In the dissertation itself, I am required by the university to use aliases to protect the identities of my participant collaborators, but in the Acknowledgements section I will definitely be thanking all my interview partner-researchers for their willingness to work with me. Further, as I write my dissertation I will be sending the relevant bits to each of my interview partners so they can review it and ensure I am not in any way misrepresenting them or their words. Perhaps most importantly, they know that if they are unhappy with what I have written and/or any changes I have made at their request, they can ask to withdraw from my research and my dissertation work at any time.
Is this scary for me? Oh, hells yes! I have (fortunately infrequent) nightmares where I dream that they all decide they hate me and my work and tell me they’re withdrawing — and I’m left with no research at all. But in the warm light of day my rationality reassures me: these are women who more often than not are trying to help — they’re being kind to me. How could I not return that generous favor? It is emphatically not acceptable to treat these women as nothing more than lab rats or renewable personal resources. I don’t want to be the ivory tower elitist who believes they know better than everyone else, nor the selfish narcissist who has peculiarly convinced themself that they somehow deserve to profit at the expense of others.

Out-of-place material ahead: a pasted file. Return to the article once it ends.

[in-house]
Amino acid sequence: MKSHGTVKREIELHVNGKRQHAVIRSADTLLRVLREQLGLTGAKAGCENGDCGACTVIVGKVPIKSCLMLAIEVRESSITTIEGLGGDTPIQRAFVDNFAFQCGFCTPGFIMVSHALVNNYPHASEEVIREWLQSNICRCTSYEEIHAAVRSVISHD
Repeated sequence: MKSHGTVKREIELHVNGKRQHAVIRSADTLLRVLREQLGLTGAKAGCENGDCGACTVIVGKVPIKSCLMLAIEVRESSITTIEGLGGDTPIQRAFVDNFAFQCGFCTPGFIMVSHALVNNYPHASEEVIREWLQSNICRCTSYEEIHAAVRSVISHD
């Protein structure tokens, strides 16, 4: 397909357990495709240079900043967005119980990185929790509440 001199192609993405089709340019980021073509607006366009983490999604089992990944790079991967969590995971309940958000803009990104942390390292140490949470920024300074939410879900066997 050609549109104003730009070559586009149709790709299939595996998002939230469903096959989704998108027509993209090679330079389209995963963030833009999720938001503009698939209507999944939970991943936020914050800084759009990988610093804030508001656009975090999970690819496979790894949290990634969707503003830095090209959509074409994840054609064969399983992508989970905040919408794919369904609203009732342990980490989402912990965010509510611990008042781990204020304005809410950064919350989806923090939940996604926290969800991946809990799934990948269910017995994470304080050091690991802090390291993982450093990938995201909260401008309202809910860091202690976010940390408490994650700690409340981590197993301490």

In the end, in order to end up with an excellent dissertation I am required to do the work — to truly listen to the words and needs of these kind women who shared part of their lives with me. In a way I find it a scarily straightforward equation: if I wish to be treated with respect then I should treat others respectfully as well — the way they wish to be treated. By so doing it is my hope to create something wonderful and useful, not through cultural appropriation of these women’s lives… but rather via friendly and mutually supportive exchange.